I’ve been around the gritty startup scene for over 10 years now. From San Francisco to New York, I’ve seen many “hot”, supposedly “disruptive” tech startups launch and crash.
Now there are a lot of similarities I have seen among many of them, but the primary focus of this article will be on “CTO,” what it means to be a CTO (in startup language), and why I think one of the red flags of many tech starts is seeing how early they start handing out their “C” level positions.
What Does a CTO Mean to a Startup?
We all know that in large corporations, a CTO or Chief Technology Officer, is someone who oversees the company’s technological side of operations or IT staff. In startup lingo, CTO has a totally different meaning.
Please keep in mind this may not apply to all startups, but for the number of ones I’ve witnessed, helped out in, and seen fail, it has been pretty common place.
Generally, in startup terms, the CTO is the single person who is responsible for most or all of the development of the company’s technology, i.e. their app or website. Sometimes they are paid a moderate amount, but usually I’ve seen CTO’s on-boarded with merely equity and a promise of all the glamorous shares and “disruptive” cash to follow.
So commonly, a CTO is someone who is hired, for little or no pay, merely to build the company’s app. This can be a very cost effective way to build a customized app from the ground up, and I totally understand why many startups would pursue this route.
So What’s The Problem?
The problem arises from two primary factors:
- Giving out C level titles this early can be problematic in the long run
- Often, this indirectly reveals the focus being NOT on the money
C Level Titles Too Early, Specifically CTO
There is a lot of pride, and egos, that bounce around in startups, it’s part of the “grind.” What boggles me the most, is how a founder can be so short sighted, that they believe the CTO will be an integral part of the company even past the product’s completion.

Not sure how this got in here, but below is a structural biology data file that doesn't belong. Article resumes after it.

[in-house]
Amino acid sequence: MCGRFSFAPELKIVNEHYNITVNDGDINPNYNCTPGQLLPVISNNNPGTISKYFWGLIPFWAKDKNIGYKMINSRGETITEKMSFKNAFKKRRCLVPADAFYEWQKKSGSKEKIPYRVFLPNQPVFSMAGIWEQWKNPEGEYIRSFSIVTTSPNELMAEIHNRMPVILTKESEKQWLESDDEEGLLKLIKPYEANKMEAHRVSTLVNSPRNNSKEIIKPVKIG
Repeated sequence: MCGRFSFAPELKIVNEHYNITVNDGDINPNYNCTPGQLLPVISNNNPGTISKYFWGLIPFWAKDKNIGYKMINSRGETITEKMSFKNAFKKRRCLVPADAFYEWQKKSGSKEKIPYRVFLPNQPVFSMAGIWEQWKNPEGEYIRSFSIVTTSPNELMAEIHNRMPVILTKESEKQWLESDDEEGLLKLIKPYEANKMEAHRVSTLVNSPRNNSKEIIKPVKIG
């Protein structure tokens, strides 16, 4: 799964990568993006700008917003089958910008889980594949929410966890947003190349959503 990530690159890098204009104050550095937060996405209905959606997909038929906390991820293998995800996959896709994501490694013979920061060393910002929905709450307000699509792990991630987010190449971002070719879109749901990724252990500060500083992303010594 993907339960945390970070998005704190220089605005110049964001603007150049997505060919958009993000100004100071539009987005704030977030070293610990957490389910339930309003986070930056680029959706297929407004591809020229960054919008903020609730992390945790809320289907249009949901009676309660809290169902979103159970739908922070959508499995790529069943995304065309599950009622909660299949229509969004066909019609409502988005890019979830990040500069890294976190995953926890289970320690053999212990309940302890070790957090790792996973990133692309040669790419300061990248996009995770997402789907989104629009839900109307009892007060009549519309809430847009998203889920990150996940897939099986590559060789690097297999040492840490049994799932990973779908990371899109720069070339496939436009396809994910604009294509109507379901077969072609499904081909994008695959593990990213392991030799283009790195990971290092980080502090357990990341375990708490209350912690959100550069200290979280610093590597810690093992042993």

And by completion, I mean, when the technology (app) is developed enough, to the point in which it can be presented to the public and begin generating revenue.
Yes I will say it, I firmly believe that once this stage in the startup has been reached, many CTO’s no longer have a significant or meaningful role in the company. (Other than to fix bugs or update the product.) Their significance to the company is reduced to that of a $12/hr intern.
Another issue, and in no ways am I advocating disrespect, but I find that many founders take the advice and “insight” of their CTO’s far too seriously. Again, not that they are necessariyl always wrong, but often the priorities and ideas of “what makes a company successful,” of a software developer, is vastly different from what actually makes a company successful on the business side.
The problem here, and this is just a generalization, many people who are willing to join a startup as the CTO for little or no pay, often also do not possess any real business, marketing, or networking skills. (Otherwise they wouldn’t be working for free, unless they really believed in the business.)
Now that the technology portion of the startup has been established, many CTO’s are unable to contribute to the actual growth of the business in a meaningful way. This is where I’ve seen the most strife and conflicts in startups, as the CEO begins to blame the technology itself for the lack of customers, and the CTO begins to blame the CEO not developing the business, and bringing on customers.
Revenues, if there are any at all, begin to plateau, the team looses morale and motivation, and eventually the startup crashes and burns.